Welcome to CyberIntelMag’s weekly roundup! A place where you can find the most important stories in the cybersecurity world from the past week.
The Good News
This week’s good news includes the New York Attorney General punishing a vendor for illegally promoting spyware, Eurocops deactivating the encrypted messaging application and detaining several people, CISA issuing a recovery script for victims of the ESXiArgs ransomware, apps and servers used by global phishing syndicate being uncovered by Hong Kong police, and much more.
- Patrick Hinchy and 16 of his businesses were penalized by the New York Office of the Attorney General for illegally selling malware.
- After a massive wave of raids throughout Europe recently, an encrypted messaging service on law enforcement’s radar since a 2019 raid on a former NATO bunker was shut down.
- A script to restore VMware ESXi servers encrypted by the recent, widespread ESXiArgs ransomware attack was made available by the U.S. Cybersecurity and Infrastructure Security Agency (CISA).
- An international phishing gang that employed 563 fake mobile applications to track people’s phones throughout the world and steal information was brought down by Hong Kong authorities.
- Many security vulnerabilities were fixed by the OpenSSL Project, including a high-severity problem in open-source encryption tools that may have exposed users to malicious attacks.
The Bad News
This week’s bad news includes new security flaws being found in EV charging stations, MKS instruments being the target of a ransomware attack, Microsoft OneNote files being used to distribute malware in novel QakNote cyberattacks, Dingo cryptocurrency’s backdoor enabling creator to steal almost everything, Graphiron malware being used by Russian hackers to obtain data from Ukraine, email of UK politician being hacked by threat actors from Russia, malware being pre-installed on Android mobile devices from top Chinese manufacturers, and much more.
- Two new security weaknesses were discovered in several Electric Vehicle (EV) charging systems, which might be used to remotely shut down charging stations and present them to data and energy theft.
- Sunlogin security flaws were found to be used by a new hacking effort to launch Windows Bring Your Own Vulnerable Driver (BYOVD) attacks and distribute the Sliver post-exploitation toolkit, which disables security software.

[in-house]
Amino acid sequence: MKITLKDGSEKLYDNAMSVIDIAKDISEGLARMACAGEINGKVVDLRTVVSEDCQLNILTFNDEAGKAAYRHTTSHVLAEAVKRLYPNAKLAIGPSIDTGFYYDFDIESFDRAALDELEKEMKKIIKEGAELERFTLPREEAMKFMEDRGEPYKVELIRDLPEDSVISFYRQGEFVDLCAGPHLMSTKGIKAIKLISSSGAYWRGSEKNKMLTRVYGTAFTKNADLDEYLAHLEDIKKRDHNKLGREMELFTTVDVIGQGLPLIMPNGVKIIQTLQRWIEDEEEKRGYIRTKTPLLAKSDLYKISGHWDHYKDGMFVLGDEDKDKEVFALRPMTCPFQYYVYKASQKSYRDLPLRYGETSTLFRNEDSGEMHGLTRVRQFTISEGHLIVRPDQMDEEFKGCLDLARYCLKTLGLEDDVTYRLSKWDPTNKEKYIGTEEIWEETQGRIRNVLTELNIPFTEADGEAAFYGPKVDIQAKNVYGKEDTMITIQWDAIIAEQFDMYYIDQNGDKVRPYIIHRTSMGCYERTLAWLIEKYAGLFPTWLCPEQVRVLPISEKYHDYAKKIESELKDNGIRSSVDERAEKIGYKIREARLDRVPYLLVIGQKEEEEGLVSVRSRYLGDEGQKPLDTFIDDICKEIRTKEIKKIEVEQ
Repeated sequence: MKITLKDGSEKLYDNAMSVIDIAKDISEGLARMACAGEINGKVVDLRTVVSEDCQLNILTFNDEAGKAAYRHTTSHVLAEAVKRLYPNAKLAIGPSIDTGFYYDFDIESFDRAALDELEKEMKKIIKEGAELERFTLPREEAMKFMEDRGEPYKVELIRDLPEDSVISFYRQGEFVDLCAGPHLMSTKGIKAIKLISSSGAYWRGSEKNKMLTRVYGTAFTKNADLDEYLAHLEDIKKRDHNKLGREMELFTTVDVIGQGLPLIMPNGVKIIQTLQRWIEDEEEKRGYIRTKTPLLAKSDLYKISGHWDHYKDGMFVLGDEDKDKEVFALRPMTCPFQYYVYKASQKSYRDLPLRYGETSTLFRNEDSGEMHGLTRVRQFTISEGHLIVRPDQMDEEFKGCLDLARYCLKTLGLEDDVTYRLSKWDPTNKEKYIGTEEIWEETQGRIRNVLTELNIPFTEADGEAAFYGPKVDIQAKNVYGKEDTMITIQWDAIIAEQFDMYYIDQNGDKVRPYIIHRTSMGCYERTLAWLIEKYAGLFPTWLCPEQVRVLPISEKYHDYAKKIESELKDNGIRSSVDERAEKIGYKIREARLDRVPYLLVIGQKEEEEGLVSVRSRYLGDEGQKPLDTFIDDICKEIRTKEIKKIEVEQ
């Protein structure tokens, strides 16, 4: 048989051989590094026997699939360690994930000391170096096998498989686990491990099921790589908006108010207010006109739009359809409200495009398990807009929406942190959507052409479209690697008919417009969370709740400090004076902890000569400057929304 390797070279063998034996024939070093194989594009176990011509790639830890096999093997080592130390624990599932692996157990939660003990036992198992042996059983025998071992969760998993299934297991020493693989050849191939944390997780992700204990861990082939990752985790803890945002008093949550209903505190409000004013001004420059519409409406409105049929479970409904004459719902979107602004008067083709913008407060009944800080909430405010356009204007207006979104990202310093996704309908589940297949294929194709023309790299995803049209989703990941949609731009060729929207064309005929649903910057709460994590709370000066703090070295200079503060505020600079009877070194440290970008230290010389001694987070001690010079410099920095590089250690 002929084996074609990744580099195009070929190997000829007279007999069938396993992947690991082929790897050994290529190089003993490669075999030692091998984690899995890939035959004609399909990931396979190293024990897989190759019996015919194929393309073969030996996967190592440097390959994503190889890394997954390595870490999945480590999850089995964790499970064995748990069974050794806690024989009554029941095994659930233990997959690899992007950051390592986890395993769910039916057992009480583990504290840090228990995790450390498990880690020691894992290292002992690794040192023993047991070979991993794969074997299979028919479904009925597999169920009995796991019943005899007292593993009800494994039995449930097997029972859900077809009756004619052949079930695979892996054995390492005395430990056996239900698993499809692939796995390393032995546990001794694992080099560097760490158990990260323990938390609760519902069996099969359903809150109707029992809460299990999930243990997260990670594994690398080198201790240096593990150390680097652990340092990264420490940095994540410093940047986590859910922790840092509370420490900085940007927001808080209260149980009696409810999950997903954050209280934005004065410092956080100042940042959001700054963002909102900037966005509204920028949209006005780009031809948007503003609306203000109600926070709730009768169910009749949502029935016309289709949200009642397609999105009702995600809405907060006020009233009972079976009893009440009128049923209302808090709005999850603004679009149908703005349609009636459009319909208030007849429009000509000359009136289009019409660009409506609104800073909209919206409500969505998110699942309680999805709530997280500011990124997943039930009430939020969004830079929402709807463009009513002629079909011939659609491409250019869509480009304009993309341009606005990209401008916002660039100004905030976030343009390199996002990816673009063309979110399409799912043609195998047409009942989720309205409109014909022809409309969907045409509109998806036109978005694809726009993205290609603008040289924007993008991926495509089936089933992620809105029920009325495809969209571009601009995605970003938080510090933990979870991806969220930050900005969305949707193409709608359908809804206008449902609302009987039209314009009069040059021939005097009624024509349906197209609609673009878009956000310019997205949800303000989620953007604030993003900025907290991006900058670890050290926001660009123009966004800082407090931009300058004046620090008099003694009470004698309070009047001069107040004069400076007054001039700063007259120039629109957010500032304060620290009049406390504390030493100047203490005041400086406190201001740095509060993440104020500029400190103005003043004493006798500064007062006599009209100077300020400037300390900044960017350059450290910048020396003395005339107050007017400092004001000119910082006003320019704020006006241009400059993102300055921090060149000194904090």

- Semiconductor equipment manufacturer MKS Instruments announced the ransomware incident one day after international security experts and national cybersecurity organizations were alerted about a global ransomware attack affecting thousands of servers using VMware ESXi.
- A security researcher could access private data due to a severe flaw in Toyota’s worldwide supplier management network’s online site.
- The largest healthcare organization in San Diego, Sharp HealthCare, reported that it has started informing 62,777 patients that part of their personal information was exposed due to a cyberattack on the servers hosting sharp.com.
- The “QakNote” variant of the unique QBot malware was recently observed in the wild. This campaign used infected Microsoft OneNote’ .one’ attachments to spread the banking malware onto systems.
- The creator of the Dingo Token, a cryptocurrency, built a backdoor into the code that allows them to charge up to 99% of the token’s value as a fee for each transaction.
- The Computer Emergency Response Team of Ukraine (CERT-UA) alerted about potential cyberattacks on Ukrainian governmental institutions using the authorized remote access program Remcos.
- A threat actor with links to Russia was observed using a new type of information-stealing malware in strikes against Ukraine. The malware goes by the moniker Graphiron.
- Any member who was signed in could view the email addresses and real-time transaction details for other users’ shared wallets because of a bug in the Money Lover financial app for Android, iOS, and Windows.
- Stewart McDonald, a Scottish National Party (SNP) member of the British Parliament, reported that his personal email account had been compromised by unknown threat actors from Russia.
- Scammers were found taking advantage of the increasing humanitarian situation in Turkey and Syria, stealing money by manipulating reputable websites like Twitter and PayPal.
- A recent study by academics from the University of Edinburgh and Trinity College Dublin revealed that the top Android handsets offered in China come pre-installed with malware.